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John Grey is an Australian poet, US resident. Recently published in the Tau, Studio One and Columbia Review with work upcoming in Naugatuck River Review, Abyss and Apex, and Midwest Quarterly.


Trigger Warning

You swear to me this air is fresh.
That’s like saying water has a flavor.
I feel as if I’m inhaling and exhaling nothing.
Where’s the smog? Where’s the car horns?
Where the crowds? Where’s the jackhammers?
This is not air at all.
It’s a slap in the face for oxygen lovers everywhere.

We walk by a field where a crop of something is growing.
You tell me what it is but I immediately forget.
And, you add, this is where the food on my plate comes from.
But I don’t see fancy flatware, a waitress,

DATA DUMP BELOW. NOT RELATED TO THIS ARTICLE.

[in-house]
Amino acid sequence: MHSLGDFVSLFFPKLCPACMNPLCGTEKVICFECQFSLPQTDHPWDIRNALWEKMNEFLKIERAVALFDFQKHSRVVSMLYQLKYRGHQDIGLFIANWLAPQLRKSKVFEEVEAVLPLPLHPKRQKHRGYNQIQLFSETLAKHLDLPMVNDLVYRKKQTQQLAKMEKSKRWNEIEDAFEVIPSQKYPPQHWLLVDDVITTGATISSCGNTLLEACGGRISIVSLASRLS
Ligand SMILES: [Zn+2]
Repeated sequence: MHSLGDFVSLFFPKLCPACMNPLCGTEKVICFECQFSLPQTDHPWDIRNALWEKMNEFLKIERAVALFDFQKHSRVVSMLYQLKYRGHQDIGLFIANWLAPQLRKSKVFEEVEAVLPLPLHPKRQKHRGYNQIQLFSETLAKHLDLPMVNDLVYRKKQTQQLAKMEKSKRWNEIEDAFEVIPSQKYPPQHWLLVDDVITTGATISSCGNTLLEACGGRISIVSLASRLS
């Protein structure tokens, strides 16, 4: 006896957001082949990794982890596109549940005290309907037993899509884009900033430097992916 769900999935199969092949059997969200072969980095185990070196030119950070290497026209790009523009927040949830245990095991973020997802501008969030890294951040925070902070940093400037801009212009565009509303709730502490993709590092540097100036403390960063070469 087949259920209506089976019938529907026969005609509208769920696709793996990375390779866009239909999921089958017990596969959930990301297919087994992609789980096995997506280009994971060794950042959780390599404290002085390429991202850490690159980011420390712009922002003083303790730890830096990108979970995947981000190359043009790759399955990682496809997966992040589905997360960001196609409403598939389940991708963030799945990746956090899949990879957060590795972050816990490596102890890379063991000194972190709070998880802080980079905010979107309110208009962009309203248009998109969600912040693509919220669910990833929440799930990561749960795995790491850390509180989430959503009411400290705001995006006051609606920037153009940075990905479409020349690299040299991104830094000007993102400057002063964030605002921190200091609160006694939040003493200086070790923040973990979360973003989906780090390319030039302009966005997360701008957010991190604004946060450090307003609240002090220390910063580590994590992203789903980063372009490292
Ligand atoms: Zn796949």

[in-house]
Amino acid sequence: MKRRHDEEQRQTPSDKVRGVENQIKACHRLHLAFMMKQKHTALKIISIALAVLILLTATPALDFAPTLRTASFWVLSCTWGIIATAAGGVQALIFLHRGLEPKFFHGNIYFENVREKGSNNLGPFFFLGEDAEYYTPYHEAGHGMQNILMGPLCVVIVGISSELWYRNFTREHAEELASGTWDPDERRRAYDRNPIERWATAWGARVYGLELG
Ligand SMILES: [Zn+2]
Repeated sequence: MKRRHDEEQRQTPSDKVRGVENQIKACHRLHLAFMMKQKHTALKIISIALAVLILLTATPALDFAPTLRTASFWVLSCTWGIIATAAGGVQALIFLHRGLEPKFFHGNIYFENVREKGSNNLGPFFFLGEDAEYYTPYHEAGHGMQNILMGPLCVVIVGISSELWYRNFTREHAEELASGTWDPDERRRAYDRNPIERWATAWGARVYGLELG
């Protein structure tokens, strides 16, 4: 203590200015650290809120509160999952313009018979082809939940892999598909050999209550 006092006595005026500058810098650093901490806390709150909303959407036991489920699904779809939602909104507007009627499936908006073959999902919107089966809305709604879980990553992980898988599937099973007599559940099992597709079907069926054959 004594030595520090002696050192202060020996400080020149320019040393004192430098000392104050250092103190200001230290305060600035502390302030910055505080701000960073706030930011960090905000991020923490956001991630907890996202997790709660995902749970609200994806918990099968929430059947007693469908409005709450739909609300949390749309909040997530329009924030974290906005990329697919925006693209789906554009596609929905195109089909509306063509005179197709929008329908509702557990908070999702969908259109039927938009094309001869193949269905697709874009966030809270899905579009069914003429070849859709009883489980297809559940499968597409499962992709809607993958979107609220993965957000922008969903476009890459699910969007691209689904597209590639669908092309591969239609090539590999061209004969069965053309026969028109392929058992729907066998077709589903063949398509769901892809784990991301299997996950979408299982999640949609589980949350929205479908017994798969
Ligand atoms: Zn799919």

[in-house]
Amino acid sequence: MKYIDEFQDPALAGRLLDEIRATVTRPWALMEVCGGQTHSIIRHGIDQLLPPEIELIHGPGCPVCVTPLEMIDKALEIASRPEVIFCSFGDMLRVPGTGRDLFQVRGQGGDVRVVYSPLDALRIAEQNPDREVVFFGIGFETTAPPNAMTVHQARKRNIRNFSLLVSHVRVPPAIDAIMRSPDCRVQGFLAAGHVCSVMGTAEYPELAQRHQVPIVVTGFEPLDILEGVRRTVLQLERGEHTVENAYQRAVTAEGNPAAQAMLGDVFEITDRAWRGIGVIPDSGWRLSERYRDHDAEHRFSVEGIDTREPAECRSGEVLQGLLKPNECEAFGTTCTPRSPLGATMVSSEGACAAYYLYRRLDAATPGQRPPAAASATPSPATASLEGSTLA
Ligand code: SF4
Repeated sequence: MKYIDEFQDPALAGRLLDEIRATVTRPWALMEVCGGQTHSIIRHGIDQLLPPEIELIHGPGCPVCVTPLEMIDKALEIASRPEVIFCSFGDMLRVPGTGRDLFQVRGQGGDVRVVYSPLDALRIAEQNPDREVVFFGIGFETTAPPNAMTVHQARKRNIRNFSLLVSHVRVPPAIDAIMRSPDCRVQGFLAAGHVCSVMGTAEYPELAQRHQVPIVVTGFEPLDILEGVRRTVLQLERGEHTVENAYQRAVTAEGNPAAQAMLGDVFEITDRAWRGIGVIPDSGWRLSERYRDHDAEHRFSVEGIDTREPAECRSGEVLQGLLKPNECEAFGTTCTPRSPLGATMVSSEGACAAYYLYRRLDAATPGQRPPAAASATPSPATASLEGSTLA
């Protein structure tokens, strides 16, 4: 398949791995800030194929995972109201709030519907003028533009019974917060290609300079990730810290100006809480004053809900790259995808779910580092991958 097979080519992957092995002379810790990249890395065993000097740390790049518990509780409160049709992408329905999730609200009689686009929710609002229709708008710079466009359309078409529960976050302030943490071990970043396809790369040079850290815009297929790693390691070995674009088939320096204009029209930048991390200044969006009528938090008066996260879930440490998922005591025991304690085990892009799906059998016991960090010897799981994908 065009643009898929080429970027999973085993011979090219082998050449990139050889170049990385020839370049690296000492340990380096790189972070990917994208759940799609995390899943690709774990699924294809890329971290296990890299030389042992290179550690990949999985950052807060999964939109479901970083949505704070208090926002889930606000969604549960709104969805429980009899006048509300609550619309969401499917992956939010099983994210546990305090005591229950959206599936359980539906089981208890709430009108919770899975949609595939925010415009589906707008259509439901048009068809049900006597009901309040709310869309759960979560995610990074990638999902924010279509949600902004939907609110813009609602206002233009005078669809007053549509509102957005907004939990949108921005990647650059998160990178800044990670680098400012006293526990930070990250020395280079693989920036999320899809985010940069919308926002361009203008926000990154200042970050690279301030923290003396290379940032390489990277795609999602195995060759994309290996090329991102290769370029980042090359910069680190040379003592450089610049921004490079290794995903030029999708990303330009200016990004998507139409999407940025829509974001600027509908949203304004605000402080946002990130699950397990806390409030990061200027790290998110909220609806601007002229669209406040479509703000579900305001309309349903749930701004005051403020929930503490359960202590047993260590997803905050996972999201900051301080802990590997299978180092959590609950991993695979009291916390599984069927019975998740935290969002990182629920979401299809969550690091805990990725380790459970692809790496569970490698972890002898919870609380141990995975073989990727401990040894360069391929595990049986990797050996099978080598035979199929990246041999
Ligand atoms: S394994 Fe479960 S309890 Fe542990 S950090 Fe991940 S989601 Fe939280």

a menu, a wine list, a dozen other tables
of clanging silverware and loud conversation.
Spare me the aphorisms.
This isn’t food. It’s just grass that’s been listening
to too many Aaron Copland symphonies.
It’s gone all pretentious on top.

The herd of cows you point out invoke a similar reaction.
As do the pigs in the sty. As for the sheep –
sorry but their wool and the latest GQ fashions
inhabit quite different universes.
Should we go horseback riding? you ask.
Why, I reply. The ostriches are on lunch break?

Then I get a lecture on how the land I’m standing on
is the true heart of America.
But when was it ever broken by that woman I met
in the coffee house on Wickenden?

And when did its beat ever triple in tempo
to that blues group I heard down at Lupo’s?
The problem with the country, I said,
more than the air, and the crops and the animals,
is all these self-righteous country-folk.
They give self-righteous city folks ideas.

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